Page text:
The Pittsburgh Penguins have made some very interesting moves on deadline day and not all of them should be taken at face value.
Derrick Pouliot sent back to Portland Winterhawks – It is not a surprising move in the least, even I predicted this one to come to fruition. Pouliot was simply not ready for the NHL and needed to work on his game at a level in which he was comfortable. This is the best move for his growth as a player and should not spark any controversy about his future with the Penguins.
Beau Bennett sent to Wheeling Nailers – This is nothing more than a cap circumventing move for the Penguins and it likely means that Chuck Kobasew has successfully earne...
It was brutal, demeaning, and downright pathetic. It was a four game beat down at the hands of the Boston Bruins that sent Pittsburgh packing to another relatively early exit.
The Pens had beefed up for the run, calling in ringers from around the league via trade. This caused the team to slow down drastically, reportedly in an attempt to be more difficult to play against. The result, however, was a drastic decline in speed and chemistry.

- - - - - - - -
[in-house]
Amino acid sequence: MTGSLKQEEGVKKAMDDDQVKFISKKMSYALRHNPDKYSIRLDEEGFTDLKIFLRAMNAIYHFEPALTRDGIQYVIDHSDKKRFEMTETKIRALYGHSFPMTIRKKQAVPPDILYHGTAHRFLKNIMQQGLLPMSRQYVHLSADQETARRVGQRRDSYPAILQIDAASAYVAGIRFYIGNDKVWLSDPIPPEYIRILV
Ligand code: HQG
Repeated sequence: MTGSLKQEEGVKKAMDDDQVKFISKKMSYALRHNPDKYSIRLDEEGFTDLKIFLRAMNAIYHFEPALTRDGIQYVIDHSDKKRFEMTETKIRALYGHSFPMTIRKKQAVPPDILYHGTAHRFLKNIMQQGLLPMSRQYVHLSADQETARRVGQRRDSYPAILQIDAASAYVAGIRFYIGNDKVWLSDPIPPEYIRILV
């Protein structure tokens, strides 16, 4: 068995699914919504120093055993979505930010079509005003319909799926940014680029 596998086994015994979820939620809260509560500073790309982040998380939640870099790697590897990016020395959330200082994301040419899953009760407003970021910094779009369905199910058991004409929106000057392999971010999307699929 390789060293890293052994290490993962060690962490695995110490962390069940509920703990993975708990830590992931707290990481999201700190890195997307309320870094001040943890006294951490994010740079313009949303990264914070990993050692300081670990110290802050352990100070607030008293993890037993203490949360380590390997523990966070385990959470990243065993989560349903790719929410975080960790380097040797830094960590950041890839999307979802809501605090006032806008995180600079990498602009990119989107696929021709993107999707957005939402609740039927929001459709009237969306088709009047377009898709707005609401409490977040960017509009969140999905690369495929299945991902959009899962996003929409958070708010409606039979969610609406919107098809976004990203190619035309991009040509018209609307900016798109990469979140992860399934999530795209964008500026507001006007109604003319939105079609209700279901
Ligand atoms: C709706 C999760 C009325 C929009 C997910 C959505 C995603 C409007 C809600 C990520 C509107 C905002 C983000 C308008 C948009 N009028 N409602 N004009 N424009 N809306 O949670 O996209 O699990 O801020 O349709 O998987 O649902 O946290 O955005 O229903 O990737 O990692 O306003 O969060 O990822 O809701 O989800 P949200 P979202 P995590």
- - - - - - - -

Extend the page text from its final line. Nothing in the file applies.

This season has the looks of something very different and the battles in camp should prove this to be true. Pittsburgh is staying in house this season and looking for a spark in terms of a youth movement.
Game one was exactly what one team wanted and the other was not expecting.
In the most simplistic breakdown possible, Boston’s goaltending stonewalled Pittsburgh’s offense at every turn, forcing Pittsburgh into playing a style of hockey that only benefits the Bruins.
It started off as a game that saw Pittsburgh controlling play. They were everywhere on the ice and showed their excellent speed throughout the first ten minutes.
Pittsburgh had plenty of chances against Tuukka Rask early on. They had a total of 4 posts hit with shots and multiple close encounters that Rask turned away with brilliant play. His overall stability in net forced Pittsburgh into a pani...
The New York Islanders lost 4-3 in overtime last night to the visiting Pittsburgh Penguins, thus ending their run in the 2013 Stanley Cup Playoffs. The Penguins took the series in six games, winning the last battle on Coliseum ice in front of a sold out crowd of Islanders fans that continued to give their home team a standing ovation despite being eliminated.
"It's exciting to play in a building like this. It's a lot of fun. In my opinion, we're probably the loudest arena in the league now," said Matt Martin after the game.
"The fans were unbelievable through the end of the season there in the last five home games and all through the playoffs. They were a big factor in the way we played at home down the stretch. It makes a huge difference for us. People don't realize it but it gives you a little extra boost, a little extra energy when the crowd goes nuts like that. You definitely want to do something exciting."